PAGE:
Male Parts, Female Parts—Parts for Everyone

Not only in Lady Chatterley, but also in Lake's and Polley's latest. (And even a role for tiny me.)

Polley is the Canadian actor (The Sweet Hereafter) and director (she's done five shorts) who's skeptical of fame and would rather do the kind of movies she'd like to see, regardless of what color jelly beans you get in your trailer. In fact, she backed out of the lead in Almost Famous and as a result is almost famous.

Can she live with her image as an integrity-laden firebrand? (I know I could.) "There are worse ways to be interpreted, so that image is fine with me," she told me, calmly. "But I don't actually think I am particularly firebrandy or rebellious. I feel like I have normal human responses to things that maybe other people have learned not to have."

Was turning down Almost Famous a normal response? "I was interested in independent film at the time," she said. "And it was hard for me to make a hero out of someone who was following around a rock band." Even with lettuce and mayonnaise. Most of all, she didn't crave the attending hoopla of mainstream stardom. "I didn't want the kind of life whoever played that part was going to have," she admitted. "It was my worst nightmare." "But you'd be dating OWEN WILSON right now!" I shrieked. "If I have any regrets, that's it," she said, cracking up.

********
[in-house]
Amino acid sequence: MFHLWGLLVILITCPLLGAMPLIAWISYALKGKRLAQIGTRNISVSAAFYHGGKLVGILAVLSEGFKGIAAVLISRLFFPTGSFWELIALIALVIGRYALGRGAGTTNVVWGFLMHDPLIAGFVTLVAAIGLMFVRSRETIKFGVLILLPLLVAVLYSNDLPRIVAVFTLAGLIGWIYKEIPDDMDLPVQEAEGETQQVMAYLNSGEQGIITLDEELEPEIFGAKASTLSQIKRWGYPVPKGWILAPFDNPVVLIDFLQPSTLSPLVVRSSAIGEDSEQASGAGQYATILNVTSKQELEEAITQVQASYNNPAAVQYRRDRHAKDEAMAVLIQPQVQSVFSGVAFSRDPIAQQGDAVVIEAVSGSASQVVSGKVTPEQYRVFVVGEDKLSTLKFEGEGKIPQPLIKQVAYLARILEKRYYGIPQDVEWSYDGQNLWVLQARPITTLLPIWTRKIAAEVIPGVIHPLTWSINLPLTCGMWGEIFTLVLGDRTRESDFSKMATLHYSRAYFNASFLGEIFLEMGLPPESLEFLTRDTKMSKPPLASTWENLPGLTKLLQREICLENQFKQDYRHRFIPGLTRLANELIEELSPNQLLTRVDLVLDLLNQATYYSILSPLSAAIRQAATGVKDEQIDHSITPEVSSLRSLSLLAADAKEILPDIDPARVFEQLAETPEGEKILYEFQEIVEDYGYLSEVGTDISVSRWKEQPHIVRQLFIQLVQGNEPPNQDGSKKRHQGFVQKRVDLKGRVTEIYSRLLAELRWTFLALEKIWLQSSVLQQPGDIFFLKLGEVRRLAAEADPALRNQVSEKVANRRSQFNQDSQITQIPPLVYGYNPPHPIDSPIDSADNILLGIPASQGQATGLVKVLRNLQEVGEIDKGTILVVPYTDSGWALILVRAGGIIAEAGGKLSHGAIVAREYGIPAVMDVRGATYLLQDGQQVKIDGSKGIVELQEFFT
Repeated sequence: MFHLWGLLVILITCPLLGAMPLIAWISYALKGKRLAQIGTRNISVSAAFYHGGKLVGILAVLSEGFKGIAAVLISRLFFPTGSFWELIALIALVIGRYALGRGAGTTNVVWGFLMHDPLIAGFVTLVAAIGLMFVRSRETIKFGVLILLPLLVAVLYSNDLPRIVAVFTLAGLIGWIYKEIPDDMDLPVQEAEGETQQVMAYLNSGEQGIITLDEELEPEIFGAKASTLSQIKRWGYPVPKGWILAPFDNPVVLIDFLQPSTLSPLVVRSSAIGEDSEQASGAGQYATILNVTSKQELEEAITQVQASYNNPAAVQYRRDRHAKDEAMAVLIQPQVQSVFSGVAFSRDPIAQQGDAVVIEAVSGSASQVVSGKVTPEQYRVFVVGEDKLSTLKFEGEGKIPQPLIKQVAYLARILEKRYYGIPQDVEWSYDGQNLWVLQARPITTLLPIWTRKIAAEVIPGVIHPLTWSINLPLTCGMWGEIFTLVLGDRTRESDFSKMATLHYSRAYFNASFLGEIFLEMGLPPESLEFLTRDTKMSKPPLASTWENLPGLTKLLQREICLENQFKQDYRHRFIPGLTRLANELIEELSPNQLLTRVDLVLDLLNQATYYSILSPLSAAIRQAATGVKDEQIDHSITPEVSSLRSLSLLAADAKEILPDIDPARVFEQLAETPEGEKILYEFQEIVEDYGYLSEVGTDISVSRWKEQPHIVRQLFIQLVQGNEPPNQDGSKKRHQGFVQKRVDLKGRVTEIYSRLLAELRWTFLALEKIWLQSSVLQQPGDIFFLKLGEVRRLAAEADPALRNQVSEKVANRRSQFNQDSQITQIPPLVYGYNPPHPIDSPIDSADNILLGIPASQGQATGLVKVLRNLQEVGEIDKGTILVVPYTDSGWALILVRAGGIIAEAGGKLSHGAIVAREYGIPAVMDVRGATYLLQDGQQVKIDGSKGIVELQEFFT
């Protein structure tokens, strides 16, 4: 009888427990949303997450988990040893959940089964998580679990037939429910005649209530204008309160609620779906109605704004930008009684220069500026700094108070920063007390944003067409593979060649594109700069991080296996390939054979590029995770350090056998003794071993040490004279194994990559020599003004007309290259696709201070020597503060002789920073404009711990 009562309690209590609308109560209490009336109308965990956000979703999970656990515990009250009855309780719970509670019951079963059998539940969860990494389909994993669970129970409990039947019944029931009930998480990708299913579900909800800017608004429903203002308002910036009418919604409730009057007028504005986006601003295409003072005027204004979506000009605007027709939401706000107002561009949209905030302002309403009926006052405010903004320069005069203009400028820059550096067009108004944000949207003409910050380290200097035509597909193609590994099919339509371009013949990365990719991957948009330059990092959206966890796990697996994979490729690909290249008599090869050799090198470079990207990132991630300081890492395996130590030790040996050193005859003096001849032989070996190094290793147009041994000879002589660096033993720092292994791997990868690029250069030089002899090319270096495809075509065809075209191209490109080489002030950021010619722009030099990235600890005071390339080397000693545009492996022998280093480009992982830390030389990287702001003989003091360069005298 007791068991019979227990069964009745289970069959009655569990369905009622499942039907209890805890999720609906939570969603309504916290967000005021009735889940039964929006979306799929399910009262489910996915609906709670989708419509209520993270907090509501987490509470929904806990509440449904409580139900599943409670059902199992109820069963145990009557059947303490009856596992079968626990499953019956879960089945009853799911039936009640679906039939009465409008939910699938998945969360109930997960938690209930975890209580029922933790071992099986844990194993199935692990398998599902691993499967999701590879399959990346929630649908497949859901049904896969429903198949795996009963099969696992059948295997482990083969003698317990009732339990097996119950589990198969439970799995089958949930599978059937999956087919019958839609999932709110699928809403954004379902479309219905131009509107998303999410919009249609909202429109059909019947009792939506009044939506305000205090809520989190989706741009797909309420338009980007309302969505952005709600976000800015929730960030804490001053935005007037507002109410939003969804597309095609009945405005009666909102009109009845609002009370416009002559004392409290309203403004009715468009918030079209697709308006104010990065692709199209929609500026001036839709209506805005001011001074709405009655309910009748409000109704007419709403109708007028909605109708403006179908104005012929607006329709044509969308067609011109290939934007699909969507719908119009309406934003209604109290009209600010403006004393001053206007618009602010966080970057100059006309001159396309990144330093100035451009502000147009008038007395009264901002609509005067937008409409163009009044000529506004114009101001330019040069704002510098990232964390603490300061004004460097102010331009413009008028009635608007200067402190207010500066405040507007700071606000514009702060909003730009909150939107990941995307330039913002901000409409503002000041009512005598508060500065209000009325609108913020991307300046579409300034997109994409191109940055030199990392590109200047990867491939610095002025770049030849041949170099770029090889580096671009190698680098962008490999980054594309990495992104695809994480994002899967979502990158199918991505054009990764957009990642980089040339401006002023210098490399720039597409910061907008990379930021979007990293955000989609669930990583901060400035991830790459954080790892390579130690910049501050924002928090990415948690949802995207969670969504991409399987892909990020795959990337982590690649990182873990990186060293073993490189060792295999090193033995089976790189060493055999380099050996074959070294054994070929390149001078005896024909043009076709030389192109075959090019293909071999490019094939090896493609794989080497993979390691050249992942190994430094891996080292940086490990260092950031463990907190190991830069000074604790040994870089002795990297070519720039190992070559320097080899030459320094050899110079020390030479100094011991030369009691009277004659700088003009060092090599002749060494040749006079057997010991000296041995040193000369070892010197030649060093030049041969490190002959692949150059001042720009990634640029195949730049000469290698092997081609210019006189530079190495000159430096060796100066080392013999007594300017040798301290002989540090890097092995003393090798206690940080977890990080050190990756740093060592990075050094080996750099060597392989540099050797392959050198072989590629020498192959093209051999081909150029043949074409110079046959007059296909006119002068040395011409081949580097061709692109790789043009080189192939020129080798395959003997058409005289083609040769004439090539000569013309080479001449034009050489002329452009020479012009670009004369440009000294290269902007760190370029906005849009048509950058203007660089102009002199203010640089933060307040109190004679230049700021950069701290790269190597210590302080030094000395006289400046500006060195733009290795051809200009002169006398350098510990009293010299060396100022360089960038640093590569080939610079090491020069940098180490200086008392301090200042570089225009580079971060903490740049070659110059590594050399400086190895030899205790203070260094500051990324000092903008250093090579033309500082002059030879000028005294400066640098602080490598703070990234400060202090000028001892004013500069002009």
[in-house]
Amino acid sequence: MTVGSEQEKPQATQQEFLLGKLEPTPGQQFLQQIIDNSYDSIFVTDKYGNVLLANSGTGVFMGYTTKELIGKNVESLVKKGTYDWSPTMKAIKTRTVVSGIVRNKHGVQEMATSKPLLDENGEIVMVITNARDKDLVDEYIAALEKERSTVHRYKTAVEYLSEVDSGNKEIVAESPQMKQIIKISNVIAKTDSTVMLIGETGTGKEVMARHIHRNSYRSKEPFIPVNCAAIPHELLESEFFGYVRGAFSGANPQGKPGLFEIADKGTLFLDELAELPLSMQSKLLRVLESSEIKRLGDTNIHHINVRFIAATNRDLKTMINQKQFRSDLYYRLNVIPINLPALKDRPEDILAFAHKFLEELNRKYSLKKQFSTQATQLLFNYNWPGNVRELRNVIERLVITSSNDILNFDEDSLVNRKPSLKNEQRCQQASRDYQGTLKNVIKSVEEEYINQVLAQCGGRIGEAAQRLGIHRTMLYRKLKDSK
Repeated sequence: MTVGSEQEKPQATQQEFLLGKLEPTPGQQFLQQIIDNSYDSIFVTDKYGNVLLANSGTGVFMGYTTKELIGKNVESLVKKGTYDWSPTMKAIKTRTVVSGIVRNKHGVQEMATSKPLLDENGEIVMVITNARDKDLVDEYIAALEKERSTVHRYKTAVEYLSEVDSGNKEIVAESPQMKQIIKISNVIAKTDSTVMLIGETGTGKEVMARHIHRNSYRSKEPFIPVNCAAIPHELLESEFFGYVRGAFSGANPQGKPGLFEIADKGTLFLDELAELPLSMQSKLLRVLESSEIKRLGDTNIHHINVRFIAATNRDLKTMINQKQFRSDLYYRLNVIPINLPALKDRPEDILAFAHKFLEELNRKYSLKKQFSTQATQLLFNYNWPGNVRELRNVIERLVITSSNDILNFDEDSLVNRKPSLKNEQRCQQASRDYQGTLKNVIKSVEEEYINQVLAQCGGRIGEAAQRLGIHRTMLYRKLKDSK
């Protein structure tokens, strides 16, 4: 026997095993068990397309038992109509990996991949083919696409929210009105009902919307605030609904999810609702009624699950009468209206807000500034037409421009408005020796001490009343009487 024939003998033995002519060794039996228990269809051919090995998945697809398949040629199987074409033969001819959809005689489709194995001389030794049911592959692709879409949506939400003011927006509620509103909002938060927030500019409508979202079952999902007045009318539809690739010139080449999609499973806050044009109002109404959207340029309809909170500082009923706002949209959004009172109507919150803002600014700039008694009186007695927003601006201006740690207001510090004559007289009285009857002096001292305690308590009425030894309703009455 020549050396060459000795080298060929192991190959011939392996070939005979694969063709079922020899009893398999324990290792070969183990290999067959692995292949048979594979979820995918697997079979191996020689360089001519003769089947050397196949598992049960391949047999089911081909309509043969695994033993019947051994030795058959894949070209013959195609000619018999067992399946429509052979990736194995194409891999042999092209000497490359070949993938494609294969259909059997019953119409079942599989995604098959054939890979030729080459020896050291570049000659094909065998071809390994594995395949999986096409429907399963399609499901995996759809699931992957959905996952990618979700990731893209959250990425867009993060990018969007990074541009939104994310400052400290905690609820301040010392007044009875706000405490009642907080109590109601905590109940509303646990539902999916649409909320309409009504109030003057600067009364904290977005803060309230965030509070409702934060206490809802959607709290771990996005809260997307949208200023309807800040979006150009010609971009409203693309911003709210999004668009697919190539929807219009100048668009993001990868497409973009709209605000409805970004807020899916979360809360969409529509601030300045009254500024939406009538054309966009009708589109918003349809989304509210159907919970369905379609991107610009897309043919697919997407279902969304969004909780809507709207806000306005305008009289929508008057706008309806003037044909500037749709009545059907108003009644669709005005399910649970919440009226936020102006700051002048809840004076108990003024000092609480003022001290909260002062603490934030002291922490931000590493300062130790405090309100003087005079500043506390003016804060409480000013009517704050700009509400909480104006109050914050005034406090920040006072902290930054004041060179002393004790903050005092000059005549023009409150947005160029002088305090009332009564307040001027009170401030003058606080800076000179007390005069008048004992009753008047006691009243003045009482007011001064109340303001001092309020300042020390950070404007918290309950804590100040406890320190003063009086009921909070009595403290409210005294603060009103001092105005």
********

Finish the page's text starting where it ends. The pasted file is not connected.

Almost famous: Sarah Polley
photo: Chad Griffith
Almost famous: Sarah Polley


Even with the electric shock and the stomach-pumping, Almost Famous would have easily been one of her lighter films. Away From Her is so far from Legally Blonde that, as Polley admitted, some incorrect joking on the set was required to elevate the mood. (They must have all gathered 'round and sang "Try to Remember.") "I find on the saddest films it's the most fun atmosphere," she told me. Well, it must have been a regular riot on The Secret Life of Words, in which Polley's deaf factory-worker character helped care for a blind burn victim. (Maybe they should have both visited the mute male patient.)

Upping the joie this time was getting legendary JULIE CHRISTIE to play the ailing wife, which she does with typical grace and class. "It's great to be in love with the person who's the lead of your film," said Polley—who's delectable, by the way. Alas, at their first meeting, Christie looked way too young and gorgeous, so they jazzed her down to make her look a little older and gorgeous.

Speaking of jazzing down: I just looked in a mirror. How curious. It's tiny now! (Wait, that's my worst segue ever.)

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